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Updated: 55 min 36 sec ago

Thinking about building a new PC, AMD or nVidia for GPU?

Thu, 2017-05-25 17:42

What's the most stable solution that will meet the following requirements?

  • Able to run OpenCL code

  • Able to drive three monitors

  • Tear-free video playback

  • Costs $200 to $300

I don't really care about gaming performance. I really, really care about stability.

Edit: Also, I'm fine with binary drivers.

submitted by /u/yotta
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Mesa 17.1.1 Released

Thu, 2017-05-25 17:01

error when sudo apt-get upgrade {libvorbis0a:i386}

Thu, 2017-05-25 15:37

When upgrading or installing packages, I am constantly getting this error:

dpkg: unrecoverable fatal error, aborting: files list file for package 'libvorbis0a:i386' contains empty filename E: Sub-process /usr/bin/dpkg returned an error code (2)

please help!

submitted by /u/KookyBruh101
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Why is vim the most popular text editor?

Thu, 2017-05-25 13:33

As said in the title why is it the most popular? There are many text editors out there but what makes vim so special?

submitted by /u/Linuxmeister
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Can we talk for a short moment about the "perceived" shortcomings of Wayland?

Thu, 2017-05-25 12:23

Wayland does not need to be introduced, I guess, neither does X11/X.Org.

Wayland is slowly being introduced more and more into the Linux world, with a few leading distributions already shipping it. However, I constantly see misconceptions floating around here in /r/linux about both, Wayland and X11. Some of them for sure on my end. So this post is here to clear some of these up and also highlight that Wayland does not seem to be the silver bullet which it constantly is shilled for.

Please correct any misunderstandings that I have, that is what this is for. So let's just head head first in and see where we end up, shall we?


Wayland is a protocol for a compositor to talk to its clients as well as a C library implementation of that protocol. The compositor can be a standalone display server running on Linux kernel modesetting and evdev input devices, an X application, or a wayland client itself. The clients can be traditional applications, X servers (rootless or fullscreen) or other display servers.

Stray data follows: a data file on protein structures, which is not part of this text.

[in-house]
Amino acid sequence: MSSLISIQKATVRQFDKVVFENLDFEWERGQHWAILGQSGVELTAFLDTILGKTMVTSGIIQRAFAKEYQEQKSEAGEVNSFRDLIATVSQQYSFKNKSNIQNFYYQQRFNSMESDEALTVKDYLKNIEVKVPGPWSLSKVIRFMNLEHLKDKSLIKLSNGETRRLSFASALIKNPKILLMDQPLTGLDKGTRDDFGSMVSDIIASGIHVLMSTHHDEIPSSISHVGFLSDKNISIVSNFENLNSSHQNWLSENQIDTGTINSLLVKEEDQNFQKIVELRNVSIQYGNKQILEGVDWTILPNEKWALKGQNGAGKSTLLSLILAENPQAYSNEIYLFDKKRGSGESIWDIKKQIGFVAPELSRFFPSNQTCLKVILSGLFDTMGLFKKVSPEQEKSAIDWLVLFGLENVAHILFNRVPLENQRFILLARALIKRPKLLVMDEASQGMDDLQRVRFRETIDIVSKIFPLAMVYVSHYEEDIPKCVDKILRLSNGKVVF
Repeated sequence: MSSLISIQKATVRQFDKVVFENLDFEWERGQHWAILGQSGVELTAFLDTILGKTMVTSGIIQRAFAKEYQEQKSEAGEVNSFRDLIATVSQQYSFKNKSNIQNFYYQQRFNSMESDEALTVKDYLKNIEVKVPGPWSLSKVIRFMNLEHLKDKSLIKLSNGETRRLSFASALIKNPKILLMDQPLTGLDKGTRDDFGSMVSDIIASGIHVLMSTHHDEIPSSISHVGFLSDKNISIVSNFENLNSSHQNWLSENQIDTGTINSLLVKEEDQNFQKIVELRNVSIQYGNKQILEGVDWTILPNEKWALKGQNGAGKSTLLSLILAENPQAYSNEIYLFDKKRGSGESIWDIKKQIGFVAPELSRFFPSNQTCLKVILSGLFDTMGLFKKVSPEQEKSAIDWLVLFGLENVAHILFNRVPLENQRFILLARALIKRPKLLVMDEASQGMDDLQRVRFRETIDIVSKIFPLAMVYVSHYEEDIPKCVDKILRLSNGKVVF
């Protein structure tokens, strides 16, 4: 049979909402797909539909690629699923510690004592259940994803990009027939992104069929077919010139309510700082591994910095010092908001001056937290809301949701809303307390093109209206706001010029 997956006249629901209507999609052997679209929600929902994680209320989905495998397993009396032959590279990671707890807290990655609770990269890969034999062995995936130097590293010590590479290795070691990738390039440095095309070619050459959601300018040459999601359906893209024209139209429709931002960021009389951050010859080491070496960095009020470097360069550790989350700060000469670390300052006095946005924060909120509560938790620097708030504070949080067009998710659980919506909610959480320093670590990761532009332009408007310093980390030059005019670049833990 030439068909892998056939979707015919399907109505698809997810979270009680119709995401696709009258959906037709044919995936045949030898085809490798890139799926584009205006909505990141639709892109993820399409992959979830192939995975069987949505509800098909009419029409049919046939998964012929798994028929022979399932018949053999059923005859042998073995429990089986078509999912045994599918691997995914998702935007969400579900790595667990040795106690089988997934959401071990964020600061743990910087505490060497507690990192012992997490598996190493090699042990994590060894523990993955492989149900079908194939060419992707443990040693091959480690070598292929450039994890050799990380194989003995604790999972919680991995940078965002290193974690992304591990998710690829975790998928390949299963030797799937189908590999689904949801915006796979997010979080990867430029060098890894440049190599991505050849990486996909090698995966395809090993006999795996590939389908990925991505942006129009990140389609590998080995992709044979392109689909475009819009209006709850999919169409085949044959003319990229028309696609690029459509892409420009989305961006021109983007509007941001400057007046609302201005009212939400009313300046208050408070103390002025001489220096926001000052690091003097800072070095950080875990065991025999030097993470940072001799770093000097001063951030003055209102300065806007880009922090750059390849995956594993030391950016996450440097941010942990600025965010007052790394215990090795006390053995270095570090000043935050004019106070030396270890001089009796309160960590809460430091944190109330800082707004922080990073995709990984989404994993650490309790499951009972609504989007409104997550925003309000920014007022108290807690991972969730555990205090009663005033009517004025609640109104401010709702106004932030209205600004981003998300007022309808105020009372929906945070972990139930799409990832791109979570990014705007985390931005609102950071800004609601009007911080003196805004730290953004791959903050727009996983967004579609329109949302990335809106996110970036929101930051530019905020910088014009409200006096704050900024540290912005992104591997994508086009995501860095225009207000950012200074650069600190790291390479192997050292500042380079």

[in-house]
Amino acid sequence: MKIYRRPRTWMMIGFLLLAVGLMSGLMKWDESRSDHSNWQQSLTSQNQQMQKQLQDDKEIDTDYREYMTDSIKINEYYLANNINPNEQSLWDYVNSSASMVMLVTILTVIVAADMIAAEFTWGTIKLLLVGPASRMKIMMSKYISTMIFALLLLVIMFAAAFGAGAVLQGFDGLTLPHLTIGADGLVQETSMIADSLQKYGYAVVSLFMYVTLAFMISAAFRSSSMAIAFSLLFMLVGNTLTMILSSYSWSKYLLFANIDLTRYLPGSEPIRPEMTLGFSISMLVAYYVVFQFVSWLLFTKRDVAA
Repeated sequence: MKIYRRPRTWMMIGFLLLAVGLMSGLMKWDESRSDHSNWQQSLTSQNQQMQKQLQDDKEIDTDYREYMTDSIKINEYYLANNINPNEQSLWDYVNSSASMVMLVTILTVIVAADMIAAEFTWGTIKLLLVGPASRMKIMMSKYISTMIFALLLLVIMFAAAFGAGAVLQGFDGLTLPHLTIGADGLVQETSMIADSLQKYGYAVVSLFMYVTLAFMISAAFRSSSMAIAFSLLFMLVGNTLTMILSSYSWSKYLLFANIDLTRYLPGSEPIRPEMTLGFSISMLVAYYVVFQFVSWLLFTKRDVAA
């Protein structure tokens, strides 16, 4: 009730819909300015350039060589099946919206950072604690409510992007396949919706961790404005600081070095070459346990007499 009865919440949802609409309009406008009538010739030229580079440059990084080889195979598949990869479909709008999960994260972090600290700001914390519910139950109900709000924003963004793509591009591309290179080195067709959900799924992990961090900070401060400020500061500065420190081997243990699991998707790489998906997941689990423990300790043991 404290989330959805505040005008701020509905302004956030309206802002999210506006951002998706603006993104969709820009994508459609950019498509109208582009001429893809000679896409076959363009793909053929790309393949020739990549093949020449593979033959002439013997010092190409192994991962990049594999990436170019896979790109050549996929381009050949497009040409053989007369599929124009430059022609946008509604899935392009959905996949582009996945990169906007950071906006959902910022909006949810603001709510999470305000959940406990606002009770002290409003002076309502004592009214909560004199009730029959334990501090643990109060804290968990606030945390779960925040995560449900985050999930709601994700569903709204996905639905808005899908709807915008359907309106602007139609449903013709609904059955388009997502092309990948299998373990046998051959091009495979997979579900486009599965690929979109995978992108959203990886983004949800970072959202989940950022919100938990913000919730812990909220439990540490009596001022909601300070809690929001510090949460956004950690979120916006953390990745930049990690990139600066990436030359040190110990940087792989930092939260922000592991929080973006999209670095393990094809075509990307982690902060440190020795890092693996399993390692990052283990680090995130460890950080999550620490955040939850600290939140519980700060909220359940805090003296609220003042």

That's the most important part, Wayland is not a display server or compositor, it is a mere protocol.

Part of the Wayland project is also the Weston reference implementation of a Wayland compositor. Weston can run as an X client or under Linux KMS and ships with a few demo clients. The Weston compositor is a minimal and fast compositor and is suitable for many embedded and mobile use cases.

The reference implementation of that protocol is Weston, which is doing the actual work.

That means that whenever people talk about Wayland, most of the time they seem to be talking about Weston, which is just one implementation. Another is the GNOME Shell, whatever KDE is working on and sway.


When Canonical announced that they'd drop Unity, people cheered that that means less fragmentation. Most interestingly, people cheer for Wayland even though it means more fragmentation.

Why does it mean more fragmentation? The Wayland protocol does specify everything one needs to get windows and graphics on the screen, but it does not specify a lot of other stuff which we currently take as granted. That means that every compositor project is free to implement these missing features however they'd like, and the other compositor project might or might not (let's face it, that's what's going to happen) pick that up. The likelihood that we'll end up with a lot of duplicated and incompatible work and implementations is very, very good. Because that is what history has showed us. People like to cite NIH "syndrome" for people writing new solutions, but I believe there is another important factor: Most programmers who work on FLOSS projects enjoy doing so (also in their spare time) and writing everything from scratch gives you a warm fuzzy feeling inside. That means that even if a perfectly suitable solution exists, it's quite likely that someone will duplicate that solution just for the pleasure of writing code.